LAS VEGAS (KLAS) — Nevada prisons must adopt policies on housing inmates with consideration to their gender identity under a law signed Wednesday by Gov. Joe Lombardo.

Prison staff will also go through training on “cultural competency for interacting with offenders who are transgender, gender non-conforming, gender non-binary and intersex” under terms of the new law.

The deadline for policies to be set is Jan. 1, 2024. It will be up to the Nevada Board of Prisons to review the policies before they go into effect. The law doesn’t spell out details — it just requires the Nevada Department of Corrections to set policies.

ACLU of Nevada Executive Director Athar Haseebullah said the fight has taken years to win.

“Nevada’s prisons have largely failed to comply with Ninth Circuit case law on how incarcerated people who are transgender should be treated while in the state’s care,” Haseebullah said.

“We’re pleased to see Gov. Lombardo recognize the importance of this legislation and save the taxpayers of Nevada significant money by avoiding unnecessary and costly litigation we were likely to proceed with on this matter, and we’re grateful to bill sponsor Senator Melanie Scheible for advancing the rights of transgender people throughout this session.”

Senate Bill 153 (SB153) requires each prison or other NDOC facility to establish standards for the supervision, custody, care, security, housing and health care — both mental and physical — for inmates who fit into these categories. The bill provides these definitions:

  • “Gender non-binary” means a person whose gender identity does not conform to the traditional gender binary of male and female.
  • “Gender non-conforming” means a person whose gender characteristics or behaviors do not conform to those characteristics or behaviors traditionally associated with the biological sex of the person.
  • “Intersex” means a condition in which a person is born with external genitals, internal reproductive organs, chromosome patterns or an endocrine system that does not conform to the traditional gender binary of male or female.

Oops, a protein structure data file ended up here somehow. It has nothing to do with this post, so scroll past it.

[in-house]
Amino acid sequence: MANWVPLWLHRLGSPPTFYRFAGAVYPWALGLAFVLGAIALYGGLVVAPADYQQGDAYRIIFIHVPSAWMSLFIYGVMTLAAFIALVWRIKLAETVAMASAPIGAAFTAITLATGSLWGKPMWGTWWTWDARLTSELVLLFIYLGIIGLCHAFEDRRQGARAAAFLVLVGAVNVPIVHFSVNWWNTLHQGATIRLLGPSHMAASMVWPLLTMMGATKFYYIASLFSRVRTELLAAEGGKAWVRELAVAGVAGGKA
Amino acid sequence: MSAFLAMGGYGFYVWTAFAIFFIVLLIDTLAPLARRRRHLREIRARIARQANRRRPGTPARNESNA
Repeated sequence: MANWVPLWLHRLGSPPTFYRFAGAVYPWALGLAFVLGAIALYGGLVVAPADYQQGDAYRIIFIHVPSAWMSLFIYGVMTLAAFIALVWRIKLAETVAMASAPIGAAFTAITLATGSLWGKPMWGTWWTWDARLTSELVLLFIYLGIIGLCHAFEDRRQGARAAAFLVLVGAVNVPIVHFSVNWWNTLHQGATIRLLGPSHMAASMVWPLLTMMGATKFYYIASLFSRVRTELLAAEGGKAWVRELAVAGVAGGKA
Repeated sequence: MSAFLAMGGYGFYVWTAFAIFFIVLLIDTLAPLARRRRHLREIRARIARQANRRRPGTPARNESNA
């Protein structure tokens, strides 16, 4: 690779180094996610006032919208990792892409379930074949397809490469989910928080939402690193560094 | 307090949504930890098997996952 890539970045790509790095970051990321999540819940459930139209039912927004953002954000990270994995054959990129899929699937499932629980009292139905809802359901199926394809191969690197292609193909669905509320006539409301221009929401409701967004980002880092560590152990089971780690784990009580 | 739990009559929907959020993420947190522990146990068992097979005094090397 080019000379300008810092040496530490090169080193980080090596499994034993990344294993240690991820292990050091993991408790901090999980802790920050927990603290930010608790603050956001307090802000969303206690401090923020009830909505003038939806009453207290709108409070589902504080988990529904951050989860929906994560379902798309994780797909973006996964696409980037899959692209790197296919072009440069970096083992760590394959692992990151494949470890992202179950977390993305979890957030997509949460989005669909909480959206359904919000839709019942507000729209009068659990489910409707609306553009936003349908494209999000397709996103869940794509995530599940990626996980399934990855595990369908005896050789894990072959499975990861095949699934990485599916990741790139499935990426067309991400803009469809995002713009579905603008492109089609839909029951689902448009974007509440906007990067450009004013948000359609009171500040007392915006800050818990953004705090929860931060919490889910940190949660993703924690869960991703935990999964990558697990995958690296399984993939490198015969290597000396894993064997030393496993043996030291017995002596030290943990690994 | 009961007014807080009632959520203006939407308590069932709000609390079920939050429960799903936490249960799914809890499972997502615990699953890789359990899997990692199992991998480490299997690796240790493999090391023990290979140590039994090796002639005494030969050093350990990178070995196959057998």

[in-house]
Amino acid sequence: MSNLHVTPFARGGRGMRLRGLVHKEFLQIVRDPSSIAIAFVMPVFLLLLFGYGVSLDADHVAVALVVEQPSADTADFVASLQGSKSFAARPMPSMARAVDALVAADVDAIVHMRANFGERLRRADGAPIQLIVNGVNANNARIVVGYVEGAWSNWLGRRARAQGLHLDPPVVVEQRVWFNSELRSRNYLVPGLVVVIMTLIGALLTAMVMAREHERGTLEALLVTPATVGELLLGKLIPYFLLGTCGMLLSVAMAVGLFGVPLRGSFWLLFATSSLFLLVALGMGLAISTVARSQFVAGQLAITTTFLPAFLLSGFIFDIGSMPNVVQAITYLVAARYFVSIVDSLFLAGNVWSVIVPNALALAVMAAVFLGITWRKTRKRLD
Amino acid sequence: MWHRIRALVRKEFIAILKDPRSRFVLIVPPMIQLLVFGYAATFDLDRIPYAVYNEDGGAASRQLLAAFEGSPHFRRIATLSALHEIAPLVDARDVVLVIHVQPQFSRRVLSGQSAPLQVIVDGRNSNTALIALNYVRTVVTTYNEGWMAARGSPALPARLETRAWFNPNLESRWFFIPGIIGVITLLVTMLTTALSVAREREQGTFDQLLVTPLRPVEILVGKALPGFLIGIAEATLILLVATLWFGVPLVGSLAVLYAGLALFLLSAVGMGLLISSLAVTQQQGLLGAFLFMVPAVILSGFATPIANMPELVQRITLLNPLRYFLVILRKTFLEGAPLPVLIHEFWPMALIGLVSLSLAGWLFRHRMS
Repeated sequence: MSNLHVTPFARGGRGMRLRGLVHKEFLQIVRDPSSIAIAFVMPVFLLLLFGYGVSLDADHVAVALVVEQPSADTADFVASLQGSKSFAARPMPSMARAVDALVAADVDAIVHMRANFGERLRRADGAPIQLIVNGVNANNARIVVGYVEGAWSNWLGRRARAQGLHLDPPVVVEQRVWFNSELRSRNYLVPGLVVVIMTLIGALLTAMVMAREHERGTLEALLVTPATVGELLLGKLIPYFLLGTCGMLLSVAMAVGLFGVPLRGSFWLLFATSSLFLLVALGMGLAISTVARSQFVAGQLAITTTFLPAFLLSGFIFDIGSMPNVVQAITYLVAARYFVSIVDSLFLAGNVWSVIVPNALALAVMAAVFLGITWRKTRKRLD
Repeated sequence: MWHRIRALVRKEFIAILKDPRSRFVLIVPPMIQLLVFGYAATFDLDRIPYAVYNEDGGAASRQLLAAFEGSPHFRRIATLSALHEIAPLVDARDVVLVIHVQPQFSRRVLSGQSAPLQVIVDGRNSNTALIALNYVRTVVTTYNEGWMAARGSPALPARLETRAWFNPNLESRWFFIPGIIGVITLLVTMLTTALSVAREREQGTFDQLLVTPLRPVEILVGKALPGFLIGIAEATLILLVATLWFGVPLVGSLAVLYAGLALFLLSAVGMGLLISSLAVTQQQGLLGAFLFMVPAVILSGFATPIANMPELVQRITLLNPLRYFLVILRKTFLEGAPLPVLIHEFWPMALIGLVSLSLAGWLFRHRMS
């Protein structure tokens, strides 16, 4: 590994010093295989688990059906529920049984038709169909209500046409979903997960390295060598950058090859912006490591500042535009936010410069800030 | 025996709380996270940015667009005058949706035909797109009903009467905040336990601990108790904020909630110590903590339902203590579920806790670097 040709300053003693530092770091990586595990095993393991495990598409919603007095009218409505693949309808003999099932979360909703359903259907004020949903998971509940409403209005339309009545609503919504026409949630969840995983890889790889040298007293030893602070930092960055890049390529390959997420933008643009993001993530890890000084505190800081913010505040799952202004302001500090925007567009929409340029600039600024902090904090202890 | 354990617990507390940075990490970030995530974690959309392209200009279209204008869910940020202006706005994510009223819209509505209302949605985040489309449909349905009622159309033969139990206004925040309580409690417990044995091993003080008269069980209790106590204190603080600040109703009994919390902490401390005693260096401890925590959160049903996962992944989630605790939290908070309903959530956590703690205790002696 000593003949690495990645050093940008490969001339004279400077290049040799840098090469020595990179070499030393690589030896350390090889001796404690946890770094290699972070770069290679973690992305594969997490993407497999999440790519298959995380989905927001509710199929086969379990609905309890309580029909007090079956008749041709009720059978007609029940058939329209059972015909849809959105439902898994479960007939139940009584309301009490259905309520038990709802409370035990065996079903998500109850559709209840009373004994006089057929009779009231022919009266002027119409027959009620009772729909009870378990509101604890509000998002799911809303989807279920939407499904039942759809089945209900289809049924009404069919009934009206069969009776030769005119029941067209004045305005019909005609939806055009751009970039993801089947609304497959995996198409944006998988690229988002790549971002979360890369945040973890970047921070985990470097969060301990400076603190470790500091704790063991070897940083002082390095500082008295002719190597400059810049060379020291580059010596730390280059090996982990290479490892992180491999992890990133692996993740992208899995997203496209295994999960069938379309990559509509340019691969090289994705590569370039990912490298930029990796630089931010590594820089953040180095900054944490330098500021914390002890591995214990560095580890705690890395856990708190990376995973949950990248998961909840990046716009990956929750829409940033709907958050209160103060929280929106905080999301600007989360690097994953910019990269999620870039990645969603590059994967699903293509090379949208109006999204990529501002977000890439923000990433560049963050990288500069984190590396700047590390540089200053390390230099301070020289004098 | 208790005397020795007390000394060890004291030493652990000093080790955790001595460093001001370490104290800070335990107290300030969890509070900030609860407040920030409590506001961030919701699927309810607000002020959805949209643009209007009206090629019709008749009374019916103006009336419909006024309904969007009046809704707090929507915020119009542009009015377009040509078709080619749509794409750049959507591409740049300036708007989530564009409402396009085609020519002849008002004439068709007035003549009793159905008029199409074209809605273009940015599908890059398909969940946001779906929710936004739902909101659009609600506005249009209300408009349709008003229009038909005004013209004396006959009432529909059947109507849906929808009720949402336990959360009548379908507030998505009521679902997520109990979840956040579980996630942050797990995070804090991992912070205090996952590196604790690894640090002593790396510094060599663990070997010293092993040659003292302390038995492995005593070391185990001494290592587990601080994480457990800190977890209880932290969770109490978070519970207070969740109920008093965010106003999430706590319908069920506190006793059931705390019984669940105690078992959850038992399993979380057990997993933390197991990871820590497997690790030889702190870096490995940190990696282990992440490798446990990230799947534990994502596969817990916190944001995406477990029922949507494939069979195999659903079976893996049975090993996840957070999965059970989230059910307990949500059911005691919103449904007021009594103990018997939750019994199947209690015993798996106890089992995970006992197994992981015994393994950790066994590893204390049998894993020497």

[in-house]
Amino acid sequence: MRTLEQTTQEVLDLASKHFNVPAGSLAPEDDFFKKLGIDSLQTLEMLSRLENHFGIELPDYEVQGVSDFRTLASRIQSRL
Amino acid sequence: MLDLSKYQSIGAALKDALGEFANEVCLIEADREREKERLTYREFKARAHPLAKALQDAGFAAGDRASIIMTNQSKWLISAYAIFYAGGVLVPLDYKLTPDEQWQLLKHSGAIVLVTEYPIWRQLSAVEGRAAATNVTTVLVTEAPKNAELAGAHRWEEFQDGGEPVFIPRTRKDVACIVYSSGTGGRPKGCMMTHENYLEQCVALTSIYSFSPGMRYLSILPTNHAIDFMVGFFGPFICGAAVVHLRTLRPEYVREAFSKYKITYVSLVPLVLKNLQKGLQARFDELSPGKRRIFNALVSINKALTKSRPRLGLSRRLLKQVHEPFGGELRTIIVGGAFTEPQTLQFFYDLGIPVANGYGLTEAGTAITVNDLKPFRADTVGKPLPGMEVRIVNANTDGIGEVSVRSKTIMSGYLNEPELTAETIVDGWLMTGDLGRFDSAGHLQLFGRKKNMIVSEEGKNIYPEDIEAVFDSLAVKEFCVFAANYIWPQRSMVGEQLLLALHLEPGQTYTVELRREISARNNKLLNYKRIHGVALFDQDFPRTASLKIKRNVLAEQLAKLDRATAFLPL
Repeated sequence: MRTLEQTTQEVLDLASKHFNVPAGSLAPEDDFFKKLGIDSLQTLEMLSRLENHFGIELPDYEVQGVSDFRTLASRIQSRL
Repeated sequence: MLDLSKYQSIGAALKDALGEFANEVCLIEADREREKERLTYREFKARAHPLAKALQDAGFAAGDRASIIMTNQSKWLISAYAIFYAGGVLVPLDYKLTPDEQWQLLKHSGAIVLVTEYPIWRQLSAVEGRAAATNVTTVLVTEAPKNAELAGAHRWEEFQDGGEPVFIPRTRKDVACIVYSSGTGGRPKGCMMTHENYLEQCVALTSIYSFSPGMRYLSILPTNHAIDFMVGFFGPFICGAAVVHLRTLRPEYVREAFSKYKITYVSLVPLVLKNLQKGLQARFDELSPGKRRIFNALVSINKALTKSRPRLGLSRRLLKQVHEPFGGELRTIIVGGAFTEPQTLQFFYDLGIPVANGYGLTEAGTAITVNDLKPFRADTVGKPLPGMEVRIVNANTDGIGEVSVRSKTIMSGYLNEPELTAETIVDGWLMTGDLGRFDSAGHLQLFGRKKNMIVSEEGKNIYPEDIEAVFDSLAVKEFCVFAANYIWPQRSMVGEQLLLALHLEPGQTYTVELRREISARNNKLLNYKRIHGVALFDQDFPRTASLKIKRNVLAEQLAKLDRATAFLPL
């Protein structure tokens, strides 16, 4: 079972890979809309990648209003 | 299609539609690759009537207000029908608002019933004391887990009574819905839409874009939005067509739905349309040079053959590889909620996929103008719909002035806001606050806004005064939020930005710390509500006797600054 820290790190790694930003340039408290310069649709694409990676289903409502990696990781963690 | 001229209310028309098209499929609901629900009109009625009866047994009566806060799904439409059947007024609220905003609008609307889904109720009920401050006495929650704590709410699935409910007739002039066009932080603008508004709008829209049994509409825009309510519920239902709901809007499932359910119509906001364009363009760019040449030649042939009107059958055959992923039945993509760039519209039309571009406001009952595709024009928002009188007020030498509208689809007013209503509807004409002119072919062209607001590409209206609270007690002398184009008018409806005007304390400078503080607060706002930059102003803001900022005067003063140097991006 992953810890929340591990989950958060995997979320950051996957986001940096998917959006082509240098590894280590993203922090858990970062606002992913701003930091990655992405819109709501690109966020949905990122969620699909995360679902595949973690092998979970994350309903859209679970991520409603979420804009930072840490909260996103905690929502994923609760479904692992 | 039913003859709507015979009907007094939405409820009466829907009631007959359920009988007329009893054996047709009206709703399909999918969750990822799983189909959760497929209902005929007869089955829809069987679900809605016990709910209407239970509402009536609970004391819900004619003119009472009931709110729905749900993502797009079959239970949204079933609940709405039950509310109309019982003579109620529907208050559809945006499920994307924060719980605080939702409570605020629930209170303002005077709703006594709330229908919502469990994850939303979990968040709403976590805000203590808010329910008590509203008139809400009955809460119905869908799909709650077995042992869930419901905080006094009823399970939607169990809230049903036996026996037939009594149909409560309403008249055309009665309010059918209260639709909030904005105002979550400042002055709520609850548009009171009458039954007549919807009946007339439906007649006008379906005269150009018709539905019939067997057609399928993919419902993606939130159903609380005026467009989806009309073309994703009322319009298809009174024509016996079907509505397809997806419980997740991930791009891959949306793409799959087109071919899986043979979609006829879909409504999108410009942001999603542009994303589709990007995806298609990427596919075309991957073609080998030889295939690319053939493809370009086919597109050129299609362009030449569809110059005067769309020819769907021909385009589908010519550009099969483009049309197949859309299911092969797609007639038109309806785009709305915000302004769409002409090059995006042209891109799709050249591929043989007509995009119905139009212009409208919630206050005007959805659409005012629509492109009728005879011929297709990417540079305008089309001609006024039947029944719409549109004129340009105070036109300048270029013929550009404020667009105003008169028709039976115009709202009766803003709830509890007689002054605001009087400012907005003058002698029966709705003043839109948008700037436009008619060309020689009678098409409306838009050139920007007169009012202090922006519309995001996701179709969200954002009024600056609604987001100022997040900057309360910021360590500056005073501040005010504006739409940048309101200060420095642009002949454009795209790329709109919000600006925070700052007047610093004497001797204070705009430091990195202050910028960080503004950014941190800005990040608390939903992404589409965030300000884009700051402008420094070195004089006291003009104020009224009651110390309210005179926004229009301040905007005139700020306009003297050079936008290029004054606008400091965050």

• “Transgender” means a person whose gender identity or expression differs from the sex assigned to the person at birth.

Scheible sponsored SB153, which had a hearing on March 21. At the time, Republican Sen. Ira Hansen challenged the bill, saying inmates would game the system to get into the type of facility they preferred.

But advocates for the bill said inmates don’t get to choose where they go now, and they wouldn’t in the future.

A statement from the Republican Party said: “While this bill is an obvious attempt to deny reality (you cannot change your gender, no matter what surgery you have), this bill puts other prisoners in danger, and opens the state up for litigation risk on a number of fronts.”

ACLU of Nevada Director of Communications and Campaigns West Juhl called it a “huge step forward” for the state.

“Across the country, people who are transgender, nonbinary and gender diverse are under attack,” Juhl said.

“Even here in Nevada, we are seeing extremists trying to score political points by spreading misinformation and hate. As a nonbinary person, I’ve heard countless stories of inequity based on gender identity or expression, and that’s true in our prisons as well,” Juhl said. “I am glad to see the governor sign these important protections for transgender people into law. All Nevadans, including people who are incarcerated, have a right to access gender-affirming care under the law, and this is a huge step forward for our state.”